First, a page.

Summary: A person with bipolar disorder needs empathy and support from others. You must have lot of patience when handling such individuals. Encourage the person to develop healthy eating habits, go to the gym, etc.

When family members or friends are diagnosed with bipolar disorder, it may be tough for people around them to understand how to respond to them. Bipolar disorder, also called manic depression, happens to be a brain disorder. It affects an individual's moods, causing them to experience extreme lows and highs. These are far greater pronounced compared to regular downs and ups which most people regularly experience. Bipolar disorder may be controlled and treated via therapy at the mental health centers or with prescription medications. You need be supportive. You must encourage your family member or friend not to skip any part of their treatment.

Getting Help for Bipolar People

You must convince your family member or friend to follow all their medical advice. Even simple things, like offering them a ride in case they are not capable of driving, can help relieve them from some pressure and stress. You must gently remind them about consuming the correct dose of medications. This will help them to keep themselves on track. If you show kindness and offer some support when stressful situations occur, this can help in treating a bipolar disorder patient. You must be very patient with them. However, this can seem to be very tough over a long period of time.

It is extremely essential to let go of little things. You must not show any frustration or anger at the annoying behavior of a person with bipolar disorder. It is ideal that you take one deep breath to control your emotions. You must not become agitated with a person afflicted with bipolar disorder. This can include small, everyday occurrences. For instance, being late for scheduled meetings or appointments or having disorganized thoughts while conversing. People who are suffering from bipolar disorder are slightly more hyper, scattered or excitable. While they are taking medicines for bipolar disorder, they may still show these symptoms.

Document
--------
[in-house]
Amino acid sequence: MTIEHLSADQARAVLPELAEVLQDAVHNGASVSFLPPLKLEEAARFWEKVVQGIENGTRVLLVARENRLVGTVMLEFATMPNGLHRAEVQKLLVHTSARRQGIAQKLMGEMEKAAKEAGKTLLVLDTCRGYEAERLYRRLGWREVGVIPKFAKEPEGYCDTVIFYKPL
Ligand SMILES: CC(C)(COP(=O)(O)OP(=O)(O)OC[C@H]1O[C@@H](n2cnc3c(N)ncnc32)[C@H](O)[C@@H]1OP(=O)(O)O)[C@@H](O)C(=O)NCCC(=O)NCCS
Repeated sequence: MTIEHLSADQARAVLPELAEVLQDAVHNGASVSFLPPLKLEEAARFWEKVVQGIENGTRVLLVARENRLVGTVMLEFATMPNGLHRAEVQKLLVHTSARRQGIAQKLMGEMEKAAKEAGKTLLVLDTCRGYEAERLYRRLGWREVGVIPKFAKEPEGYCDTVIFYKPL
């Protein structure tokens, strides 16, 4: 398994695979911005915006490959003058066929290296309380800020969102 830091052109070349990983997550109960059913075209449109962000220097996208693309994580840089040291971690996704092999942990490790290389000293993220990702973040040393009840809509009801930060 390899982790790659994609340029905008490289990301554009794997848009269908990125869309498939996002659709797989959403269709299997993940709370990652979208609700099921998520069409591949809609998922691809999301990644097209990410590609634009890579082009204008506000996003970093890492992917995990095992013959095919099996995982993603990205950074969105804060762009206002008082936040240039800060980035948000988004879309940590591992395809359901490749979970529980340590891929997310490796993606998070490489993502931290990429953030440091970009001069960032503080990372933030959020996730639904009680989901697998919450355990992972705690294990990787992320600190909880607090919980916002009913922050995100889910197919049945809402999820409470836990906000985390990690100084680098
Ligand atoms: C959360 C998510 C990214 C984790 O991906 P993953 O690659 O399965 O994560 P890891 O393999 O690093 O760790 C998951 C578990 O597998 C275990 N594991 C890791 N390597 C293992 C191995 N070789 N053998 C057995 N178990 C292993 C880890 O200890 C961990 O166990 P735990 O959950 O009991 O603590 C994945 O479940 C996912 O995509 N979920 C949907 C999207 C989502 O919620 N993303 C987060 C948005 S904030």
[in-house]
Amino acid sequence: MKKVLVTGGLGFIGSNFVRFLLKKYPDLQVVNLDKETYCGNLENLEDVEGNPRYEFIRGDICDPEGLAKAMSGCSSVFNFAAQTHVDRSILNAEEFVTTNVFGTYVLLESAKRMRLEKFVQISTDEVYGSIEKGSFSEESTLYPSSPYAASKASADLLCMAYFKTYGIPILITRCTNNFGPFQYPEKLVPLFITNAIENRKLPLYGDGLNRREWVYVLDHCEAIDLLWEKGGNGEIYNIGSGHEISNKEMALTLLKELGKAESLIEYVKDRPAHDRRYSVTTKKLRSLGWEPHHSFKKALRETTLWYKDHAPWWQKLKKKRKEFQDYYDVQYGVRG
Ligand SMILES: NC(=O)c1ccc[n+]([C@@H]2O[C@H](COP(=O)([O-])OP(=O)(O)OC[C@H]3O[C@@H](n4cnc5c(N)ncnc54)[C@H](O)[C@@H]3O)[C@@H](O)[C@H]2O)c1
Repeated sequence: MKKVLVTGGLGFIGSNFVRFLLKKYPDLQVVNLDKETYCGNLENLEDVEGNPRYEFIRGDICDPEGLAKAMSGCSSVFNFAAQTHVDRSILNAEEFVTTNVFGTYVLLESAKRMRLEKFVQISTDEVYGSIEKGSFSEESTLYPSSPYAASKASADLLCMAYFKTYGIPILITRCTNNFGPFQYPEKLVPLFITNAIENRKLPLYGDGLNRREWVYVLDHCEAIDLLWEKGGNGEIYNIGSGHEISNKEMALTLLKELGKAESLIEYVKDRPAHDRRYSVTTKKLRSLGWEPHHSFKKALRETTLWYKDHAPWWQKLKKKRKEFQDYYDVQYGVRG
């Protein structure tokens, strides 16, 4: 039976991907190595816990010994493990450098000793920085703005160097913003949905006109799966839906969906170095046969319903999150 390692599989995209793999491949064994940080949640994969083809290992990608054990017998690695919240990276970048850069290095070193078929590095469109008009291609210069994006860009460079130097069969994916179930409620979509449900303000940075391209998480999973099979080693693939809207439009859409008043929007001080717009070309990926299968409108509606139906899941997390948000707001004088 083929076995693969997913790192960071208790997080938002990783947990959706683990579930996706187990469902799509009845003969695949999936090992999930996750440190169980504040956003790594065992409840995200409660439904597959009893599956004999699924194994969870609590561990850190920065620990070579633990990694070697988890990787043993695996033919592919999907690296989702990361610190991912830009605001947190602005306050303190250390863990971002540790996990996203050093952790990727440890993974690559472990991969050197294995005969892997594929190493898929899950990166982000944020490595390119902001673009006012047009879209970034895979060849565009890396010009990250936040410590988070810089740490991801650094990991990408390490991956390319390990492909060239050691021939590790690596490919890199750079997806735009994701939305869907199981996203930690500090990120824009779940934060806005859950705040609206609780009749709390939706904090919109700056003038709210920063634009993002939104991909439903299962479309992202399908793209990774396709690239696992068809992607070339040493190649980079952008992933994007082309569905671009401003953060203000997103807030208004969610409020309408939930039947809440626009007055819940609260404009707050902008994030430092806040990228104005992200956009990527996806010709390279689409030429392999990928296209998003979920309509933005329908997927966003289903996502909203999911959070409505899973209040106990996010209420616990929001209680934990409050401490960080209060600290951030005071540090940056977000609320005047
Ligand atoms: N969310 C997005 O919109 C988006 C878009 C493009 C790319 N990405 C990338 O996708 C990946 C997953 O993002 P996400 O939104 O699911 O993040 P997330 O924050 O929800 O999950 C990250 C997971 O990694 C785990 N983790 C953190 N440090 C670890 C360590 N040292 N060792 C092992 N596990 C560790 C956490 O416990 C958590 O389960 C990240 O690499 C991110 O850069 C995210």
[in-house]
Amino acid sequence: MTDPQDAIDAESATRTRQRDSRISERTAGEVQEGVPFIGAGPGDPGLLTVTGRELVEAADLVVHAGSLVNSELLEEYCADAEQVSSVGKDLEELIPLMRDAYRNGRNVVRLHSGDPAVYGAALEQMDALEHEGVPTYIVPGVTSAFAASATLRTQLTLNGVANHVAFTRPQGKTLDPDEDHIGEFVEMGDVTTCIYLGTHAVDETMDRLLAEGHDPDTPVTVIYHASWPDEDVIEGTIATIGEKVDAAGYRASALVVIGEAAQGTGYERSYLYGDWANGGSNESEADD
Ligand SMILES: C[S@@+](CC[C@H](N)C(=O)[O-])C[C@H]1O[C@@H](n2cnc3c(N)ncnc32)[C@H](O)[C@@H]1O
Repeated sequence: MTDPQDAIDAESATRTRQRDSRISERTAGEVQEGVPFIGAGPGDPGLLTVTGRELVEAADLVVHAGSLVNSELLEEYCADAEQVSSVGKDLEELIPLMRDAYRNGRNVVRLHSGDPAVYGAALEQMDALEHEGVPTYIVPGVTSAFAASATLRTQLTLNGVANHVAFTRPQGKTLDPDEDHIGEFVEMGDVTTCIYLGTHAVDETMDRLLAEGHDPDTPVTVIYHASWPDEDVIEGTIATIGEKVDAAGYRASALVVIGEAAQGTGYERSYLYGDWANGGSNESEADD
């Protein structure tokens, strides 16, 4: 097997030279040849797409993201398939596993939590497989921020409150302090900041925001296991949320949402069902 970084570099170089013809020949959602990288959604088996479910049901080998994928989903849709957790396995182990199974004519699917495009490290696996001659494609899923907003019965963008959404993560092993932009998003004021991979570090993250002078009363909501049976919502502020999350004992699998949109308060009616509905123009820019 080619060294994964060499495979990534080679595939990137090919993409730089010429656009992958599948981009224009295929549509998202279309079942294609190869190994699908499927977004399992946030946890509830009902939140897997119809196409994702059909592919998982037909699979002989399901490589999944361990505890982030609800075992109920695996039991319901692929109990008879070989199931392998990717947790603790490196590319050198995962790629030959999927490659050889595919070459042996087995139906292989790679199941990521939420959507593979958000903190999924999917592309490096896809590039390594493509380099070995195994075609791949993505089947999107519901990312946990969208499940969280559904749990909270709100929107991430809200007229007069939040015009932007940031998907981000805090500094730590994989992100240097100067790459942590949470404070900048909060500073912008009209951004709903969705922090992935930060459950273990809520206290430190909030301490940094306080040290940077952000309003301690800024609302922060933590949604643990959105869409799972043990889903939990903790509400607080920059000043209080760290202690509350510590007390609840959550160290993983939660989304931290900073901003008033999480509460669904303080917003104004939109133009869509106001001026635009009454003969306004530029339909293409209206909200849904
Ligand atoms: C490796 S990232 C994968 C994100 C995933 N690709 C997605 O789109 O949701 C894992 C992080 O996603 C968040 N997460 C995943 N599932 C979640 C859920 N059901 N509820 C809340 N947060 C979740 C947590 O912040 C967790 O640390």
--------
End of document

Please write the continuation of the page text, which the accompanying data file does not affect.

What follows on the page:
Medicines may be used to lessen this behavior. The dosage can be adjusted as per the requirement. It is helpful to consult a person's doctor or therapist since a mental health consultant may be more aware of what is happening. Educating yourself and learning more regarding this illness is necessary. The more you know about bipolar disorder, the better equipped you will be to help such people on a regular basis. This is inclusive of learning about the warning symptoms when somebody is off their medications or not getting an adequate dosage. Become aware about your own behavior. Your feelings can get transmitted to the person and can affect the relationship negatively.

You must be an expert in understanding behaviors. Knowledge helps with fear of the unknown. Educating the entire family helps improve symptom management and medication compliance, helps prevent relapse, and alleviates stress for everybody. Remember to see the behavior of a person within the context of their illness. Do not take their behavior personally. If the person suddenly becomes agitated, angry or upset about something, this can be a sign of bipolar disorder. It requires compassion and patience and not just lecturing. People having bipolar disorder must have healthy eating habits. This can help improve their mental and physical health. Taking part in any physical activity is also beneficial.

All this helps to stabilize the moods of a person having bipolar disorder. Following any kind of regimen appears easy to follow when somebody else is following it as well. It can be an apt time to evaluate the drinking and eating habits of everybody within the household. Make time to visit the gym or take walks. Encourage the person to develop correct sleeping habits. Do not alter this routine through undertaking some activities or wake them up by making excess noise. Avoid labeling the person by their disorder. You must not use phrases that may hurt the person such as "She/he is bipolar".